© 2024 Wyoming Public Media
800-729-5897 | 307-766-4240
Wyoming Public Media is a service of the University of Wyoming
Play Live Radio
Next Up:
0:00 0:00
Available On Air Stations
Transmission & Streaming Disruptions
A regional collaboration of public media stations that serve the Rocky Mountain States of Colorado, Idaho, Nevada, New Mexico, Utah and Wyoming.

Blackouts during heat waves could have dire public health consequences, study shows

A map of the record-breaking heat wave that hit the Southwest in June 2021.
A map of the record-breaking heat wave that hit the Southwest in June 2021.

As extreme summer temperatures contribute to the uptick in blackouts across the country, a new study shows that when the two events coincide the public health risks can be profound, especially in the Southwest.

The study, published last week in the journal Environmental Science & Technology, found that if a multi-day blackout occurs in Phoenix, Arizona, during a heat wave, more than half of the city's population would require emergency medical care to treat heat-related illnesses, and up to 1% of the population – about 13,000 people – would die.

“A blackout and a heat wave at the same time is probably the greatest health risk for the United States,” said Brian Stone, the study's lead author and a professor of environmental planning at Georgia Institute of Technology. “That has only become all the more probable and frequent since we started this study [six years ago].”

Stone and his team modeled how many deaths and hospitalizations would occur if a heat wave happened during a five-day blackout. They ran simulations based on historical data from three climate-representative cities – Atlanta, Georgia; Detroit, Michigan; and Phoenix – and factored in a number of variables, like the temperature outside versus inside a home, different types of buildings and how power is restored in different sectors of the city over time.

Stone said the study's alarming numbers partly come down to human biology.

“We really do have a very well-defined physiologic threshold for heat risk, and that's our core body temperature – 98.6 degrees,” he said. “If we can't sustain that core body temperature in the range of that critical threshold, we can get sick and succumb to heat illness very quickly. It doesn't take very long. And so as environmental temperatures approach that core body temperature, we're getting closer and closer to seeing more and more people at risk.”

The scenarios in the study also showed that Atlanta and Phoenix wouldn't have enough beds to accommodate those needing to be hospitalized.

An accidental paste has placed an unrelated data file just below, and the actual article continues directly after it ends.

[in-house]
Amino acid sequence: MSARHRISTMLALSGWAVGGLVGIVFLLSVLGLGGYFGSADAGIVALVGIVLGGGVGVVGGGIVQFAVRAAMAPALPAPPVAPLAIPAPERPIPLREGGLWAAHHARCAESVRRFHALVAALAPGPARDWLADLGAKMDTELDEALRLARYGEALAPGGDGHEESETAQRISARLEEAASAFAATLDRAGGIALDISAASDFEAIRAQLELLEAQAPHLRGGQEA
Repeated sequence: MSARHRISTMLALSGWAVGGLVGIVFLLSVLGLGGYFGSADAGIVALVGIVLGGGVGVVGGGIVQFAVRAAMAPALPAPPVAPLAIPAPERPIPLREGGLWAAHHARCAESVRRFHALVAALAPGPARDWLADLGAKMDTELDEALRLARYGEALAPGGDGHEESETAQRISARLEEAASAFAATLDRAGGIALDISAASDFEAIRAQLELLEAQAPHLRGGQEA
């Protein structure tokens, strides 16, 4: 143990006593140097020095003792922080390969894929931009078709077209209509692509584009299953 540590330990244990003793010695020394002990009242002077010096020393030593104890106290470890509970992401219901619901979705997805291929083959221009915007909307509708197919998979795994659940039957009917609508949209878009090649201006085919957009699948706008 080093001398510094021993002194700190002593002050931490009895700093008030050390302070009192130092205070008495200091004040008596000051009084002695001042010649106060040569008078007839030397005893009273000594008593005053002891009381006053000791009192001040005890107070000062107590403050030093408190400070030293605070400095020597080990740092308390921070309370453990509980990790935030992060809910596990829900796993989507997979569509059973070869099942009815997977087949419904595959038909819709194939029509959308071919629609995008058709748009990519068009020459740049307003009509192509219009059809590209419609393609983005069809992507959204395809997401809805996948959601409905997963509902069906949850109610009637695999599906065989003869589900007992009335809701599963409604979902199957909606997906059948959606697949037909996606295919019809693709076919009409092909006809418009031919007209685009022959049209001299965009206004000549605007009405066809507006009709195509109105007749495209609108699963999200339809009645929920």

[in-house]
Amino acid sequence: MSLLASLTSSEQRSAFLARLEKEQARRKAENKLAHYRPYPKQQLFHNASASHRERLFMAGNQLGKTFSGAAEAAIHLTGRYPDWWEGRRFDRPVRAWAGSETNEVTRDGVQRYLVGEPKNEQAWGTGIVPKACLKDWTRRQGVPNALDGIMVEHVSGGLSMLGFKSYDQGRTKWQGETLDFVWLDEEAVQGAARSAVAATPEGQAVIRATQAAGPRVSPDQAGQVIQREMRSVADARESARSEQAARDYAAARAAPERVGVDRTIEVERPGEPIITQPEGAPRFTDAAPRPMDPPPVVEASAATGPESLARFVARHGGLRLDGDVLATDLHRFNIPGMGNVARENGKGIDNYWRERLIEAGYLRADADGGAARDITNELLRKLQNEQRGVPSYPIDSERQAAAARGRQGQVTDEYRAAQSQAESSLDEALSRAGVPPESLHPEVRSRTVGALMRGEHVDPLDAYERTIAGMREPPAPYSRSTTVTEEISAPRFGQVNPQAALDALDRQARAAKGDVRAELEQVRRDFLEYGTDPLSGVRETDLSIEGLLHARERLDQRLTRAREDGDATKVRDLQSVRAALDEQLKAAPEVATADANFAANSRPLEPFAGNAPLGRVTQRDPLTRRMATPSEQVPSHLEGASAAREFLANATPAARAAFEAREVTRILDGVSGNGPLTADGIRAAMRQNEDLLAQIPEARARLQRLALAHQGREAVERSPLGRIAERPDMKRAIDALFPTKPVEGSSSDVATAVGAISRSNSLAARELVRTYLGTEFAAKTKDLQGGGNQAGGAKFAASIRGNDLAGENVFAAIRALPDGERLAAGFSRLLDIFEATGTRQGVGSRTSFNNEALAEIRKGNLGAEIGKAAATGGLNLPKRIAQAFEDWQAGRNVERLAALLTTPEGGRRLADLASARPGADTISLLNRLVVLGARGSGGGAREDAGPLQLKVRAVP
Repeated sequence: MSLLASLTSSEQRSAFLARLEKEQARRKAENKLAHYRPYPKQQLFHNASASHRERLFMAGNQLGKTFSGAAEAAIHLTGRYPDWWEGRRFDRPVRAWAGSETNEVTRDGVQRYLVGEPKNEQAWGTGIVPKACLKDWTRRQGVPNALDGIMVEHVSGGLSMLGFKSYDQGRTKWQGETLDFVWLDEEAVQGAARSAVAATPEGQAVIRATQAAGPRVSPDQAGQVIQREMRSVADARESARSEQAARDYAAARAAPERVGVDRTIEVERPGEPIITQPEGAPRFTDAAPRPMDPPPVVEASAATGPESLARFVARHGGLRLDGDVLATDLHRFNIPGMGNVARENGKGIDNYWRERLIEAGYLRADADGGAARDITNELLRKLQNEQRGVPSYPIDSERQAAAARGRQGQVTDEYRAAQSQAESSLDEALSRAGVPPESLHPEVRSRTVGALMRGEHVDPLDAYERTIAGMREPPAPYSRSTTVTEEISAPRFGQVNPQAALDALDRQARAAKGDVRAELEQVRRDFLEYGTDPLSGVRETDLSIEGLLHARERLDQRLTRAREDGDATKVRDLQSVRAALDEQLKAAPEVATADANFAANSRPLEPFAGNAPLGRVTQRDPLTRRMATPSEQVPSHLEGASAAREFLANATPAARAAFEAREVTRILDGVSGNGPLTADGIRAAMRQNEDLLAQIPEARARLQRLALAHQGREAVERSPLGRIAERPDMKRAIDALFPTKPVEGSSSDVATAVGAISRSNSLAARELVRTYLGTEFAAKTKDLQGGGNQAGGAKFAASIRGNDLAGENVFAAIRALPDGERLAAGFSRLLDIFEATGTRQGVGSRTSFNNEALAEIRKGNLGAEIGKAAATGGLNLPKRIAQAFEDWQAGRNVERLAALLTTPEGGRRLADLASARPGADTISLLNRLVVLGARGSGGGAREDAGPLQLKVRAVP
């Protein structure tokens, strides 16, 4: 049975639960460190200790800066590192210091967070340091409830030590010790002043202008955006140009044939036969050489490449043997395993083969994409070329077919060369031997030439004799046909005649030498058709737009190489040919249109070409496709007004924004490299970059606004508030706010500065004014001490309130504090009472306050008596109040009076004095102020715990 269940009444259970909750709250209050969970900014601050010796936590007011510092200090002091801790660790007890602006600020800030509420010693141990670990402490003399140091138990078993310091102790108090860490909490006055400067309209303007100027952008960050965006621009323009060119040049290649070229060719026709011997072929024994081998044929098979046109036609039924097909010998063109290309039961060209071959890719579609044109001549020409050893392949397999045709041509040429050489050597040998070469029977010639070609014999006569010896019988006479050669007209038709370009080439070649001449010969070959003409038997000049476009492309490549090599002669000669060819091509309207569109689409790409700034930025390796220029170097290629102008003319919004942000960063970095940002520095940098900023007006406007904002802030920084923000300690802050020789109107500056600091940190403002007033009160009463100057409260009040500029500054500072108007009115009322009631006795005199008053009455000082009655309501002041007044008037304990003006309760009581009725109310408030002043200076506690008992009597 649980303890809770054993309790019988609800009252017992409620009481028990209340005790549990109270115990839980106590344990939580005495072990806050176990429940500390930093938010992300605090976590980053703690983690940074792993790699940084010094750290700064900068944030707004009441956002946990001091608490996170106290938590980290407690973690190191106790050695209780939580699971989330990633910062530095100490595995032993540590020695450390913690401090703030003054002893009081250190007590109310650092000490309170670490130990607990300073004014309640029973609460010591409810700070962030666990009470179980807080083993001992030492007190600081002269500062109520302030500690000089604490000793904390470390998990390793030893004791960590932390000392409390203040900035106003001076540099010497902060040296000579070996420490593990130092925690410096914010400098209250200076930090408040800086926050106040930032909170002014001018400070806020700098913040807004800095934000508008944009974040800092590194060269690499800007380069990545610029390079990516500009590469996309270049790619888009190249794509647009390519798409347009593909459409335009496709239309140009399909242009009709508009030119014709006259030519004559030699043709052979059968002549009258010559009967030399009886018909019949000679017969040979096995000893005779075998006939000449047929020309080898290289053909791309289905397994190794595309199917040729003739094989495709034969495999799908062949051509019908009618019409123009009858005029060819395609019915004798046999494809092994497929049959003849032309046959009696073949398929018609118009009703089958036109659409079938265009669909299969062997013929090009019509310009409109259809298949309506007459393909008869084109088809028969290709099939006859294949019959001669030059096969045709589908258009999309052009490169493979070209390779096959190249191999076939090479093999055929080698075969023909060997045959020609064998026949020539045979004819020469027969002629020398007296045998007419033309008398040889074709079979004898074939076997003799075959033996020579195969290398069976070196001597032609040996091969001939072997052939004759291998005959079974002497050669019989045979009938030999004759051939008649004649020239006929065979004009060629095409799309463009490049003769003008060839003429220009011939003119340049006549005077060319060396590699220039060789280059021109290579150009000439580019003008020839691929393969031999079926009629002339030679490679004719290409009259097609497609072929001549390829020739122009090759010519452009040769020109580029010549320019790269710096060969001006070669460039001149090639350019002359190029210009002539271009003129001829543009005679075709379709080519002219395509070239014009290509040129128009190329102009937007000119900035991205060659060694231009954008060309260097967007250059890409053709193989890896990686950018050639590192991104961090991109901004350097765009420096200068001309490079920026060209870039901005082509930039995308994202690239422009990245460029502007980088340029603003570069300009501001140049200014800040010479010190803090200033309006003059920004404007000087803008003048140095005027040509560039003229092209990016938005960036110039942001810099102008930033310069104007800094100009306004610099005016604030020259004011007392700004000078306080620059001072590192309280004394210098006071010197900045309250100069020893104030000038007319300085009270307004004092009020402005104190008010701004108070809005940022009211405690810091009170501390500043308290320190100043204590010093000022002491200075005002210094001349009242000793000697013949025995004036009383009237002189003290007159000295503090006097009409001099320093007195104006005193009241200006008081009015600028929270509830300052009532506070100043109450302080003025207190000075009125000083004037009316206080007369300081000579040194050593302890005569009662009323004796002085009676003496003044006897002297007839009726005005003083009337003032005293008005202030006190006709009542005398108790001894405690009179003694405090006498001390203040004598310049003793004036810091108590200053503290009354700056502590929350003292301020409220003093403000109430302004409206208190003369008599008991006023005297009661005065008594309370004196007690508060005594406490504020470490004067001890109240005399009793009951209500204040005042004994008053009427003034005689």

Stone said the study's findings are also applicable to other parts of the Mountain West.

“I would not expect the numbers to be so dramatically different from Phoenix,” he said. “The fraction of the population getting ill would be within an order of magnitude. I mean, we're going to see heat waves that can be quite extreme in dry regions of the country, even at higher elevations."

The Environmental Protection Agency reports that the average heat wave in major U.S. urban areas has been about four days long — an entire day longer than in the 1960s. Stone said cities are not prepared for these changes once blackouts are added to the equation.

“We would expect to see a large number of people getting sick, potentially a large number of people dying," Stone said. "An emergency response system and health care system that could not handle that could be overwhelmed by that demand and risk.”

Along with ensuring sufficient emergency response, Stone said cities should invest in large cooling centers with backup power generation to dramatically reduce the urban heat island effect. More shade structures and cool roofs would also help and would not require electricity.

“In Phoenix, if every house and every building had a cool roof, you would reduce the number of people who would potentially die or go to the hospital by about two-thirds,” Stone said.

As temperatures start to hit record highs before the summer months really begin, Stone emphasized that the prospect of such scenarios is “quite real.”

“We should all be taking this quite seriously now, and not in ten years — right now,” he said. “This could happen in the summer.”

This story was produced by the Mountain West News Bureau, a collaboration between Wyoming Public Media, Nevada Public Radio, Boise State Public Radio in Idaho, KUNR in Nevada, the O'Connor Center for the Rocky Mountain West in Montana, KUNC in Colorado, KUNM in New Mexico, with support from affiliate stations across the region. Funding for the Mountain West News Bureau is provided in part by the Corporation for Public Broadcasting.
Copyright 2023 KUNC. To see more, visit KUNC.

Emma VandenEinde
Related Content